An OUSU motion, which suggested the acronym LGBTQ should henceforward be referred to by OUSU as BGLQT, failed to pass. The motion, proposed by Merton student Martin Lester in 3rd week stated that “Sexualities, just as gender and nationality options, should be alphabetically ordered.”
The motion noted that “People of all sexualities are equal in rights, and not limited to ‘heterosexual’ and homosexual’”. It continued, “In a variety of material produced by OUSU, including its website and the Fresher’s Guide 2012, there are references to ‘LGBTQ’. The alphabetical ordering of ‘LGBTQ’ is ‘BGLQT’. OUSU material should present sexualities in alphabetical order.
The motion resolved “To support such a change in material produced by OUSU”, and “To mandate the Vice-President (Welfare & Equal Opportunities) and LGBTQ Officer to effect such a change.’
At the meeting, Lester drew attention to the fact that, in the previous council, a motion had been passed to support a change in the University’s online postgraduate application forms that would switch gender options “male” and “female” over, as “Gender, just as nationality options, should be alphabetically ordered.’
He argued that, at present, the LGBTQ ordering of sexualities was “not consistent” with this, and that it was “hypocritical” to ask the University to change the ordering on its forms without addressing the order of LGBTQ.
However, OUSU LGBTQ rep Jess Pumphrey asked, “Have you spoken to anyone in the LGBTQ movement about this?” One student present at the meeting added, “Have you considered that changing the order makes it look like the word ‘bigot’?”
Pumphrey continued, “I have spoken to the LGBTQ community and they’re saying this is silly: we didn’t ask for this. The ordering is not arbitrary, it signifies the whole community as a solid banner.”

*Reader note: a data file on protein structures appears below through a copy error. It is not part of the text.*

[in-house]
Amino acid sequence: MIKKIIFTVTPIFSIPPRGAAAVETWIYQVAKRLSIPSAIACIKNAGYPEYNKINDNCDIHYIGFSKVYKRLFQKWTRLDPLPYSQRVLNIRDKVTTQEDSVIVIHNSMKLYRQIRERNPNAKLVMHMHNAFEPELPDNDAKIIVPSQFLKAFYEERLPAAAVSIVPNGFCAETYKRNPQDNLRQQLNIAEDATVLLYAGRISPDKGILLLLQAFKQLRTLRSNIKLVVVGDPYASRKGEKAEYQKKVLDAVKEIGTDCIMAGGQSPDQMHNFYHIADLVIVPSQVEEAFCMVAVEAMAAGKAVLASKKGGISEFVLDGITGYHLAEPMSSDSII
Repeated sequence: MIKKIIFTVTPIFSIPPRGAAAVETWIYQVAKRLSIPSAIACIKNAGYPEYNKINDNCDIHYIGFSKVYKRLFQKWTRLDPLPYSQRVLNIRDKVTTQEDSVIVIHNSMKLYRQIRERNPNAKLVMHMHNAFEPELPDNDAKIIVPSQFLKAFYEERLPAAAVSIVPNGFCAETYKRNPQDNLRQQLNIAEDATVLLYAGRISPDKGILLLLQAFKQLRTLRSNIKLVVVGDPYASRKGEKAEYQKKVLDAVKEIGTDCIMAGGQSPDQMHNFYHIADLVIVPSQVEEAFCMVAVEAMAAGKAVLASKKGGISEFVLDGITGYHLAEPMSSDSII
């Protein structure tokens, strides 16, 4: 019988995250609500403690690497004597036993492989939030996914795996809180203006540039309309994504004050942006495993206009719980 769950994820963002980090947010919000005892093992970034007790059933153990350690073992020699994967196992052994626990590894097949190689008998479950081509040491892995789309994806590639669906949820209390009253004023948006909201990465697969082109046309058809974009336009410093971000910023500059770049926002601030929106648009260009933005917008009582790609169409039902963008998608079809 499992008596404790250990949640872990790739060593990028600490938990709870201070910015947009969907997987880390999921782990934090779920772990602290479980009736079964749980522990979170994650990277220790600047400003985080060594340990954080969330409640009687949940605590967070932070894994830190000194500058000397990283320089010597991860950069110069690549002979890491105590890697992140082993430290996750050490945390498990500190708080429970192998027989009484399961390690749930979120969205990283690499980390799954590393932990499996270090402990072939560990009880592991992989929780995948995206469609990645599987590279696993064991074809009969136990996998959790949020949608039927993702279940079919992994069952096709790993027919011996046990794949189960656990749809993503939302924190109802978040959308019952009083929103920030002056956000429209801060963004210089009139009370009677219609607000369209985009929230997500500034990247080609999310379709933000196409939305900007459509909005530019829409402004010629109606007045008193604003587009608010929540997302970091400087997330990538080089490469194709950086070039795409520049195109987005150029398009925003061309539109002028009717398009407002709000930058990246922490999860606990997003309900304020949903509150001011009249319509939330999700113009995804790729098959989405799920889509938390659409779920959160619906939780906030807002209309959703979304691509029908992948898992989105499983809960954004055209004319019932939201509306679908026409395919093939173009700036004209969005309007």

Lester disagreed, saying, “I think it’s humourous to claim that the term is standardised. If we’re serious about consistency then we must be consistent in gender ordering.” Pumphrey added, “There’s a difference between the ordering of LGBTQ and the ordering of options on a form. LGBTQ is a solid thing, it’s an acronym.” The motion then failed to pass.
Pumphrey, not commenting in their role as OUSU LGBTQ rep, later told Cherwell, “I opposed this motion on behalf of the LGBTQ community. “LGBTQ” is not an arbitrary jumble of letters – it is an identifiable brand that students, especially new students, will look for in its current form. It is a quite different matter from form options, where “female or male” and “male or female” are equally clear, and both have the same meaning.”
Andrew Hall, LGBTQ rep at St Anne’s and Secretary of LGBTQsoc, commented, “As LGBTQ is such an established term used by all relevant charities and organisations – it makes absolutely no sense to change the acronym.” Edward Nickell, equalities representative at Exeter College, agreed, adding, “plus, it just rolls off the tongue better.’